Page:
Telemarksavisa: Ei framføring som avslører at fire førsteplassar på Landskappleiken ikkje er tilfeldige.
Varden: Sangene framstår som tidløse

Nationen: Enkle virkemidler, smakfulle arrangementer og mesterlig sang gjør denne til en av årets store plater.

 

"Eg dukkar i fortida. Eg er offensiv på mytane, mystikken – på det som ikkje er openbart i gamle forteljingar og gamle melodiar. Korleis tenkte menneska før, og kva er det som gjer at segner, myter og viser framleis lever og gir meining? Derfor er det svært viktig for meg å gripe fatt i og få fram gamle, vakre, særeigne melodiar til desse visene – viser som elles har stor utbreiing både i Noreg og Norden elles"

english

With a single exception, all the tunes on this CD were collected by Ludvig Mathias Lindeman (1812–87). The song Hagbard og Signe was transcribed by O.M. Sandvik (1875–1976) after Svein Tveiten from Hovden, Setesdal, in 1919. I’m delving into the past, trying to uncover the myths and mysteries – that which lies hidden within the old stories and songs. How did people think in the old days, and how is it that the old legends, myths and songs are still alive and meaningful, even today?

 I think it’s very important to unearth old, beautiful, distinctive melodies for these song lyrics that are widely known in other forms throughout Norway and the rest of Scandinavia. Probably a lot of these tunes were discarded in favour of the nystev form that gained influence in Setesdal in the 19th century, and I was delighted to uncover two gammelstev tunes previously unknown to me. In 1861, L.M. Lindeman traveled with a horse and cart northwards through Setesdal. The previous April the Norwegian parliament had granted him a yearly sum of 300 speciedaler to collect and publish traditional music. Lindeman had previously focused on collecting material for a new book of hymns. During this period, however, researchers both in Norway and throughout Europe were mainly concerned with locating songs of great age. Songs that were traceable to the Middle Ages, the “genuine” folk ballads, were held in high esteem. The idea of an earlier, ideal state – a “Golden Age” – was central to National Romanticism, so it is hardly surprising that many of the medieval ballads are present in Lindeman’s collection. Lindeman collected a total of 166 tunes in Setesdal, meeting several of his sources at a posting inn at Åkhus in Bygland. The owner, Daniel Grundeson Åkhus (1822–1892), had two brothers who were both singers. “Ludv. M. Lindeman remained at Åkhus for some time, making local people sing him old tunes, writing them down and playing them back himself on a kind of organ he had brought with him.” (Eivind Danielsson Aakhus (1854–1937), Ættesoge s. 33), (Røynstrond, Åse 1984: Ludvig Mathias Lindeman. Samlarferd 1860 og 1861)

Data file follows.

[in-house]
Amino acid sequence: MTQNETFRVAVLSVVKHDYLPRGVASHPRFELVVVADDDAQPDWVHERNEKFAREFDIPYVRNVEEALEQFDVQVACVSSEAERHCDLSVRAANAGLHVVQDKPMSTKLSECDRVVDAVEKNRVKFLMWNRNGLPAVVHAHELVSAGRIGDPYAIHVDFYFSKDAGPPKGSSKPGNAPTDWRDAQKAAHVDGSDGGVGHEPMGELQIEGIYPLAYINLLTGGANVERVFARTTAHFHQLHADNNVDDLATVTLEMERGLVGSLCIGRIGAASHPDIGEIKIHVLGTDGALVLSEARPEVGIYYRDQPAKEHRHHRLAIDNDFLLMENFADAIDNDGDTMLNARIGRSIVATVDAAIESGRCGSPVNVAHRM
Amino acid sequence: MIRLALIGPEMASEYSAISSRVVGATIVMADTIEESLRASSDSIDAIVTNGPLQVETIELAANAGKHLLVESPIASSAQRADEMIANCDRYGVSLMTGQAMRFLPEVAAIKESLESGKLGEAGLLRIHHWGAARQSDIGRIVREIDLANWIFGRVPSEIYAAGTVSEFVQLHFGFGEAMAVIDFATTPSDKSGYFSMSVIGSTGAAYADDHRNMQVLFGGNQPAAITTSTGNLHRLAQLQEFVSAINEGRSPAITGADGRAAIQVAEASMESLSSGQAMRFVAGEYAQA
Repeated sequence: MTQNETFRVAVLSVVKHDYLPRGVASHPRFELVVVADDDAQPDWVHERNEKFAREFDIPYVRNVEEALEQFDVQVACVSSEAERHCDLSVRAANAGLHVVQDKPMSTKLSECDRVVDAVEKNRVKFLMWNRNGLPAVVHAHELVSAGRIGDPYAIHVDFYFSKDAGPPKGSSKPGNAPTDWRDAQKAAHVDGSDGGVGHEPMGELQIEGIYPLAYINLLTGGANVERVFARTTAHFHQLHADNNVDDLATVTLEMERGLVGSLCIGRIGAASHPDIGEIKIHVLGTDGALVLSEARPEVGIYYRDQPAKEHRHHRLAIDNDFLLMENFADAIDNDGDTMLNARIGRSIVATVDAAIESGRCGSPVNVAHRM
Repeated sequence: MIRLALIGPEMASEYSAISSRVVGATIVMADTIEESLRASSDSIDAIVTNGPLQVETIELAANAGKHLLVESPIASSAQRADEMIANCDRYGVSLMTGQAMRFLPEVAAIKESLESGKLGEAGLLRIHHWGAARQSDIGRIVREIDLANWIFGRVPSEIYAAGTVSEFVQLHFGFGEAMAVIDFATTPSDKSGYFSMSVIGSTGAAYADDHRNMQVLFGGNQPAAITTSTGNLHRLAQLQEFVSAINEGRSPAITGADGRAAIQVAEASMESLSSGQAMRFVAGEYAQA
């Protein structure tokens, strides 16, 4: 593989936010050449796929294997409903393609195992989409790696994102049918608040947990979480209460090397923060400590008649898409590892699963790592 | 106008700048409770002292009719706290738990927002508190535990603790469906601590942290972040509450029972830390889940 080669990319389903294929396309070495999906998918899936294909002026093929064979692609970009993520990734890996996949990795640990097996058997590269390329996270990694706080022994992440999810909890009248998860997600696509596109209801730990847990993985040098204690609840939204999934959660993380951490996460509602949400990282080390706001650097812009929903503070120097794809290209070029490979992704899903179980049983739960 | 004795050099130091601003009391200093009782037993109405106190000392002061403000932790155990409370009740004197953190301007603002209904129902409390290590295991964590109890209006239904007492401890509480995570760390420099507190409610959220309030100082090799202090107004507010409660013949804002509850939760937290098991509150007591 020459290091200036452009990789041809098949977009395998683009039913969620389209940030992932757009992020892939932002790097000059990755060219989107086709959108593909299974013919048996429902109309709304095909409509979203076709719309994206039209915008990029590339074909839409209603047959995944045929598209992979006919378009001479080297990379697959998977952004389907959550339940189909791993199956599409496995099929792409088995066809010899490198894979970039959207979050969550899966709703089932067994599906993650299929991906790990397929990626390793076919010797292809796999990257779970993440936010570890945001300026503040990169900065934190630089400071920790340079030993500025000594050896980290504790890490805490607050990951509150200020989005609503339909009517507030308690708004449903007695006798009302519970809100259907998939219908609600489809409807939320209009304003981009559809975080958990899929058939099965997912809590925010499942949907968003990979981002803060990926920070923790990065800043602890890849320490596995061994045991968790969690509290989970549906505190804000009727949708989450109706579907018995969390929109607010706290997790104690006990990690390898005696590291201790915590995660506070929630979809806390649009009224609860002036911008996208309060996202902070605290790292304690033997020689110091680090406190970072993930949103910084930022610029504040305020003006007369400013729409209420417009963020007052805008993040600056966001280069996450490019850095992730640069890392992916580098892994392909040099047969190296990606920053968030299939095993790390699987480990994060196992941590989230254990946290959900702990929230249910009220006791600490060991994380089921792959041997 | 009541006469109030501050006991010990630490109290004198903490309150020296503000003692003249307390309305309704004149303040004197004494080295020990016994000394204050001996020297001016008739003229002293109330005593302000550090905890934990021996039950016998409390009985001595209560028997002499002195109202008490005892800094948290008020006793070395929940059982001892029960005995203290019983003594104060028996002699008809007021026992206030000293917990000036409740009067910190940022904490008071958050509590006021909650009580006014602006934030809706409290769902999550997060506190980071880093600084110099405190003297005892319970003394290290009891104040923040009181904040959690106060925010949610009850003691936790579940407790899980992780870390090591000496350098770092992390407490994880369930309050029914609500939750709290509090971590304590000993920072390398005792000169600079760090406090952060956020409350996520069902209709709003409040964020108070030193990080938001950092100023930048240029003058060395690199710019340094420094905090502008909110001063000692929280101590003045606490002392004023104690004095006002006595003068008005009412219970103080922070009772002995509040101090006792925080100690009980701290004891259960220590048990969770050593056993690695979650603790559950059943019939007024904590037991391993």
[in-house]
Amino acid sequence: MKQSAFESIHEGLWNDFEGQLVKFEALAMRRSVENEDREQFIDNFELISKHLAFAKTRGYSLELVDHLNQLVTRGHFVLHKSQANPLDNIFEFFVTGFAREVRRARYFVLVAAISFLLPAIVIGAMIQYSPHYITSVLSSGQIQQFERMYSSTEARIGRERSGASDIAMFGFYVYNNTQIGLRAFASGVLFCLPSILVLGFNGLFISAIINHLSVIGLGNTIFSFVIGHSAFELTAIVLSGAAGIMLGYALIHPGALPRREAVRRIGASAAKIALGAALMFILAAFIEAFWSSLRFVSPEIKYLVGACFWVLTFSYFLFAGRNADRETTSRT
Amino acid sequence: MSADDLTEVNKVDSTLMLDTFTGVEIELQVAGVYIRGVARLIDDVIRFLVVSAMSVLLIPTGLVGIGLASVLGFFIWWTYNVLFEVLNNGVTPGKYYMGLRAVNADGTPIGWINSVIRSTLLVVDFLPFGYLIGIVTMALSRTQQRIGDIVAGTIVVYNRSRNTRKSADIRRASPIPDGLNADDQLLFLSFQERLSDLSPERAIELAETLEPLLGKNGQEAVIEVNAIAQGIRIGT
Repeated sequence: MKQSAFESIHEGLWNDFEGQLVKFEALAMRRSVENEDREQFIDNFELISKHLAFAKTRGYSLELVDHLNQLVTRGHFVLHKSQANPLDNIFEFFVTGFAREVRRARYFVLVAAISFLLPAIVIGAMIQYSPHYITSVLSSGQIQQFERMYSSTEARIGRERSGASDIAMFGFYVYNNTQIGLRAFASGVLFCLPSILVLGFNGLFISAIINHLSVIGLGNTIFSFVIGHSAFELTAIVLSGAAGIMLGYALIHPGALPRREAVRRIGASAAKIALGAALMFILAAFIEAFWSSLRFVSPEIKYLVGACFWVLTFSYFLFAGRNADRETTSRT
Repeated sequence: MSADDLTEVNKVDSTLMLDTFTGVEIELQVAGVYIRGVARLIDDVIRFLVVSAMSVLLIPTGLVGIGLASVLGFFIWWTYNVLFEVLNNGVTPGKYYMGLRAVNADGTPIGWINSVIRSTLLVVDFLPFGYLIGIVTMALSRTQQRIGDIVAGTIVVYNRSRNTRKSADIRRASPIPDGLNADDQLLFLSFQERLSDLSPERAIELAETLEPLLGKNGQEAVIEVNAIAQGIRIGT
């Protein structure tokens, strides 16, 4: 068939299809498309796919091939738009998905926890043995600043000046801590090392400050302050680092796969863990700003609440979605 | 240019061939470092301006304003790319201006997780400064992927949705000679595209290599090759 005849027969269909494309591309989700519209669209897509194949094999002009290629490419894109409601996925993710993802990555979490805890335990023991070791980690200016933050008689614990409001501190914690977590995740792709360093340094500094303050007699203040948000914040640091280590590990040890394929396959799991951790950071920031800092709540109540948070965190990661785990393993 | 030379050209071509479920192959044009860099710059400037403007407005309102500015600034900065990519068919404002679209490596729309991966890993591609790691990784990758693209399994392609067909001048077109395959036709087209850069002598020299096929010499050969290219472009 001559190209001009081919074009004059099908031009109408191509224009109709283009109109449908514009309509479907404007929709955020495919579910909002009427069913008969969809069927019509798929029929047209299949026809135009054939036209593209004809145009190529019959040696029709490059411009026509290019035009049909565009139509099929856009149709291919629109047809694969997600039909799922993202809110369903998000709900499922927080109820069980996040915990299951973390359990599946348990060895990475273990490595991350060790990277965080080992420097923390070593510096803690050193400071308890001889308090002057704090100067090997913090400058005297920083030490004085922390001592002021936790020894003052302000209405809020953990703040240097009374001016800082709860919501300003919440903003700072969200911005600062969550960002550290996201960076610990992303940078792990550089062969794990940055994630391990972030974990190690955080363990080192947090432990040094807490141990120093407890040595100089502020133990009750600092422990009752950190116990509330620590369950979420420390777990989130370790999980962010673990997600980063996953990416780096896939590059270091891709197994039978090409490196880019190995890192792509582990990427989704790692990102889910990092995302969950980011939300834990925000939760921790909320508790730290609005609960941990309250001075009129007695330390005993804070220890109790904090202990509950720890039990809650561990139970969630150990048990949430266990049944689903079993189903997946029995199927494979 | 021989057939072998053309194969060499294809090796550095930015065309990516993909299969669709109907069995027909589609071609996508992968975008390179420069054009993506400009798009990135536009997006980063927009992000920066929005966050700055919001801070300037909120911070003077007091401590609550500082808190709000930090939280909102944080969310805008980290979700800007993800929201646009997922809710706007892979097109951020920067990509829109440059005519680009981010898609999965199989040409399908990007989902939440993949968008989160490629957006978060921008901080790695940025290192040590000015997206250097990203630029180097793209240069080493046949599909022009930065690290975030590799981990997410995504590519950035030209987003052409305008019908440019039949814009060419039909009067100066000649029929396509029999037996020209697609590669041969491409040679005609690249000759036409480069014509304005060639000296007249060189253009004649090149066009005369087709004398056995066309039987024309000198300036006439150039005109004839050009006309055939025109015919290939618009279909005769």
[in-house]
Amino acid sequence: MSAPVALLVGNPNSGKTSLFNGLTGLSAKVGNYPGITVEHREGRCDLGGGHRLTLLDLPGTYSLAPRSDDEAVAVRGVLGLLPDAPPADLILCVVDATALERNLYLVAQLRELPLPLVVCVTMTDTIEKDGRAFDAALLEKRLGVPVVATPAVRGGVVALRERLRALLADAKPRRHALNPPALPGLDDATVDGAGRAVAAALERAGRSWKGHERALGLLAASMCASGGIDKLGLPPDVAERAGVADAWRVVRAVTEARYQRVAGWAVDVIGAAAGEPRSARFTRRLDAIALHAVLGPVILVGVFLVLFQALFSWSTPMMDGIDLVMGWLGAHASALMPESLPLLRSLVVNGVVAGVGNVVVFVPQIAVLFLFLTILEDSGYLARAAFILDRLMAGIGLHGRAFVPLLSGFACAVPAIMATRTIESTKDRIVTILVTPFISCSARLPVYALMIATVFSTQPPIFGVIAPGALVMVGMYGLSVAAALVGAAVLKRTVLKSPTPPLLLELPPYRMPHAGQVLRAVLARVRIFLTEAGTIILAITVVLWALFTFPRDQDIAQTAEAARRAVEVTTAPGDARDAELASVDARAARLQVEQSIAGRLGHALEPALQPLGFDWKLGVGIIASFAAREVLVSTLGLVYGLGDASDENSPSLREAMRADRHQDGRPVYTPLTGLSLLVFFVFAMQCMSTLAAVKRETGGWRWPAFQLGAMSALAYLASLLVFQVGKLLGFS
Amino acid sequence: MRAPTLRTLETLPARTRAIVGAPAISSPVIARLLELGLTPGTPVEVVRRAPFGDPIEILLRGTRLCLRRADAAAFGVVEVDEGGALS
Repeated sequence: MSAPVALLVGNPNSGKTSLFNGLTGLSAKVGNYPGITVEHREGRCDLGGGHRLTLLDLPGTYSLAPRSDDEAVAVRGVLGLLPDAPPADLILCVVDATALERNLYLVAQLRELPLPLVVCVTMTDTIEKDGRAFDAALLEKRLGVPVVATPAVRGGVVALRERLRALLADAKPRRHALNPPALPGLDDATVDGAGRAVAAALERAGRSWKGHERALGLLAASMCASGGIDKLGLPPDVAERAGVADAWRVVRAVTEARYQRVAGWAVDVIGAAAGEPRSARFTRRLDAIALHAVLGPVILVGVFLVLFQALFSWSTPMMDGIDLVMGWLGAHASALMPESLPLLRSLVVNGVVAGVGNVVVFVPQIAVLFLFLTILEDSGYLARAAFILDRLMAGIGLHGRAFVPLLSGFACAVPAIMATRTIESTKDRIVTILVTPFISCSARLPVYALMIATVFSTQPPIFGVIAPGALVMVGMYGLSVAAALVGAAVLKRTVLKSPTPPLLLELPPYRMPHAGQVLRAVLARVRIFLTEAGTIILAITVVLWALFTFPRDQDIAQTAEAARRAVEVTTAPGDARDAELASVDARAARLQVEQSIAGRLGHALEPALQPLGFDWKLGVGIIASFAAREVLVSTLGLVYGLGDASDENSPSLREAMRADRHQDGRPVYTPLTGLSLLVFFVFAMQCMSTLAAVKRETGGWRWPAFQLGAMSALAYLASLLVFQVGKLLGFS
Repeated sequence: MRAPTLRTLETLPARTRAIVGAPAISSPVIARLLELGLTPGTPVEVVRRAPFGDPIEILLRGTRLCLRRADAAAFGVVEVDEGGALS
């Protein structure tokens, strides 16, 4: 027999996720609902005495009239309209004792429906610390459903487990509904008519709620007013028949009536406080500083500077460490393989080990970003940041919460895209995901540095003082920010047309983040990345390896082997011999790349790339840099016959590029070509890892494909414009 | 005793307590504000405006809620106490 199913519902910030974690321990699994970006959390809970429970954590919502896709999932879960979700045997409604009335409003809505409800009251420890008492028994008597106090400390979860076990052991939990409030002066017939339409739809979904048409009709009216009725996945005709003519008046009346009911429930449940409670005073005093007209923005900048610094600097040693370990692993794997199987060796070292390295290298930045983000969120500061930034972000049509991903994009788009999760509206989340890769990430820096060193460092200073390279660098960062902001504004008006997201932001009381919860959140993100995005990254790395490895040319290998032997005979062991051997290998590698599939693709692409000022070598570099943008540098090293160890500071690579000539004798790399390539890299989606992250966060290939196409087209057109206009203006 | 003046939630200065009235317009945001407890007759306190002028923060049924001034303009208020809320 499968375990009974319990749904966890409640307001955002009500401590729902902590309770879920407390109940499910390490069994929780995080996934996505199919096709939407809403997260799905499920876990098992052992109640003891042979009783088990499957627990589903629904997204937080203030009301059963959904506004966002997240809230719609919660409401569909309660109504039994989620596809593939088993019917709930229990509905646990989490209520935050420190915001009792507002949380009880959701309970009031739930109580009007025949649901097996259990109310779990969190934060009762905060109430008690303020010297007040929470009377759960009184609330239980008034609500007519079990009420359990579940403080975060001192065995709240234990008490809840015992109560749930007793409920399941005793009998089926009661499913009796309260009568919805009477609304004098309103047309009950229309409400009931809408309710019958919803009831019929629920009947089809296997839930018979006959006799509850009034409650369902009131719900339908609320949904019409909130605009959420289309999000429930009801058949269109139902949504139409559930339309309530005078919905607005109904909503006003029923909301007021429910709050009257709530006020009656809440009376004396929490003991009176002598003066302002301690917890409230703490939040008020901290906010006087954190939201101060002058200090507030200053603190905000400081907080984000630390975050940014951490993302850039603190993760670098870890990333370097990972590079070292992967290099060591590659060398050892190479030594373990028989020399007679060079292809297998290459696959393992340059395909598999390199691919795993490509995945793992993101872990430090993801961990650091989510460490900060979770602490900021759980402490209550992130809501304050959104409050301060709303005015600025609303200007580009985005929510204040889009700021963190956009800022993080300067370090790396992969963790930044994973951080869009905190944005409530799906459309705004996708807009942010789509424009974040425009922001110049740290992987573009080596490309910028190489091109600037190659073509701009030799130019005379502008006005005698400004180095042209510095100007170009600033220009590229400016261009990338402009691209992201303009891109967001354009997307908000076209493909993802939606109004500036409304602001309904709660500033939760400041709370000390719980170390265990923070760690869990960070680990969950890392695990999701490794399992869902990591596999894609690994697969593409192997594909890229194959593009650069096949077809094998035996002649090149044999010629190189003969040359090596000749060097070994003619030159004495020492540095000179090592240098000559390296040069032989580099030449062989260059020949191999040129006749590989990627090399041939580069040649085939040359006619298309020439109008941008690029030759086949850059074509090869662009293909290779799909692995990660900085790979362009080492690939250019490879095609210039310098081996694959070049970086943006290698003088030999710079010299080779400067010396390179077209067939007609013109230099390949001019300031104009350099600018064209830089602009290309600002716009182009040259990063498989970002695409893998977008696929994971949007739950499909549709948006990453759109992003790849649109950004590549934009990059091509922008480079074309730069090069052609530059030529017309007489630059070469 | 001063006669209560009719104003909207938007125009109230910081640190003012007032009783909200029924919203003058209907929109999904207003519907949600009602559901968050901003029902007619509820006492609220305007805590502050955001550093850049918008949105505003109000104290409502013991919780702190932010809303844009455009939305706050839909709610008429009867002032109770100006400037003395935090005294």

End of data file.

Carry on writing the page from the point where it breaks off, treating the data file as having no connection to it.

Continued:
I have attempted to link my performances to living, breathing tradition, using the singing style I learned in Agder as a basis. Even so, a certain amount of guesswork is inevitable when working from transcripts ill-suited to representing the exact pitches and rhythms of traditional music. Most of the tunes were published with just one verse of lyrics, and so I have had to consult other variants to compete them. Many of the ballads show traces of having originally been written in Danish. It is known that Peder Syv’s Danish songbook from 1695, widely known as “The Book of Two Hundred Songs” and “The Giant Songbook”, was in common use among traditional singers from the late 18th century onwards. The songs have then been passed on orally, mixing Danish with local dialect. When this mixture is transcribed by a researcher unfamiliar with the dialect, and performed by a singer who grew up somewhere midway between Denmark and Setesdal, the resulting hybrid is bound to be something fabulously, uniquely different.

/ Ragnhild furholt